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> > for the record, isc would happily create "e164.isc.org" and add
> > delegations at the 100- or 1000-block to anyone who faxed us a phone
> > bill, if there was
> Hmmm... the trouble with this is "you and how many others". ... Who
> is to say someone else won't have the same opinion? I can't help but
> be drawn to a comparison with the "Alternate Root" crowd.
i can only hope that anyone who does this will be a nonprofit public benefit
corporation with a strong community-minded board of directors. and if there
is another such entity who would like to take this on, then isc has no work
to do and we'll happily become a customer of it, and perhaps a free software
supplier as well if BIND or OpenReg are part of the proposed solution.
the analogy to alternate-root dns isn't lost on me -- in fact i introduced
it here a few hours ago. without intending to restart a dead debate or kick
a dead horse or whatever, i can say that i consider the situations dissimilar
for two reasons: E.164 is a one-way mapping, not a reliable distributed
hierarchical autonomous database; and, alternate roots in E.164 don't break
anything other than the economic model, or require protective measures by
people who don't want to participate in them.
> Perhaps I look at this whole thing backwards and think that I should
> be phoning Paul Vixie, and that's firstname.lastname@example.org in the first place.
no doubt. but my SIP devices include a 15-year-old panasonic phone switch
and the instrument on my desk can call your E.164 a whole lot easier than
it can call "email@example.com" and that's the early deployment reality we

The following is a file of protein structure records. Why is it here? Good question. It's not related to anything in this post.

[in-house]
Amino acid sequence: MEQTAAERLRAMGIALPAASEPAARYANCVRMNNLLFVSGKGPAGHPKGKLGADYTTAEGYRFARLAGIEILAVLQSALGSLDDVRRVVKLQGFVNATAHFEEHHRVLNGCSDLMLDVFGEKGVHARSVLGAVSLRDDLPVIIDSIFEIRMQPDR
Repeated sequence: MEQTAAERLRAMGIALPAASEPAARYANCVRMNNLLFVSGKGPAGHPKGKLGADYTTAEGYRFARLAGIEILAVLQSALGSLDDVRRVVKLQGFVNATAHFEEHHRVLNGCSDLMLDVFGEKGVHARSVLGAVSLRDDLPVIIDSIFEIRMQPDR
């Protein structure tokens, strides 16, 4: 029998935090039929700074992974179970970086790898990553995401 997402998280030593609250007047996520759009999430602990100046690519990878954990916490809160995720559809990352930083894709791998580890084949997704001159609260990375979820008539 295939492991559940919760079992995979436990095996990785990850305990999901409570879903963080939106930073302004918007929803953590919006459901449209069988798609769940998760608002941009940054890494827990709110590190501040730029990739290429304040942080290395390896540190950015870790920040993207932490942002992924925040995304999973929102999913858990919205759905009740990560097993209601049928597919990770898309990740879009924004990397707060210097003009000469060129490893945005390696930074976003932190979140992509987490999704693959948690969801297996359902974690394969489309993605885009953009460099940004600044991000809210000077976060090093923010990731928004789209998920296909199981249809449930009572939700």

have to work inside of. by all means let's fix it in time for our children
to have dick tracy wristpicturephones with dial-by-name. but, not today?
> Well, if I use Paul's model, then for the first two years the only entry
> starting +1.650 I'm ever going to see is for a Mr P Vixie Esq. on a rather
> more specific address (ok, well may be a few more). If I could, on the
> other hand, do some form of lookup for +1.650.xxx.xxxx and found Mr P Vixie
> would terminate calls to +1.650.423.13xx for free, and a host of telcos
> offered +1.650.xxx.xxxx at various different rates, possibly including
> zero, I'd be sending a lot more calls that way.
congradulations, you've reinvented TPC.INT.
> I'm not sure this is something DNS can effectively do (probably, it's
> been (ab)used for enough else). But if it is, I'm sure Paul's going
> to be the one to tell us how.
our asterisk server is configured to try to find a SIP destination via
hardcoded config elements or via SRV/NAPTR in the nonexistent e164.arpa
and/or enum.int tail-domains, and failing that, it routes via our TDM
provider (over a digium T1/ESF PCI board.) i'd like to be able to reach
the rest of the SIP-reachable world without using TDM as my fabric. ITU
won't allow that to happen until they're sure they've re-monetized it in
ways beneficial to their members.
reinventing TPC.INT wasn't precisely on my list of things to accomplish,
i just want a richer set of TDM bypass information without waiting for ITU.
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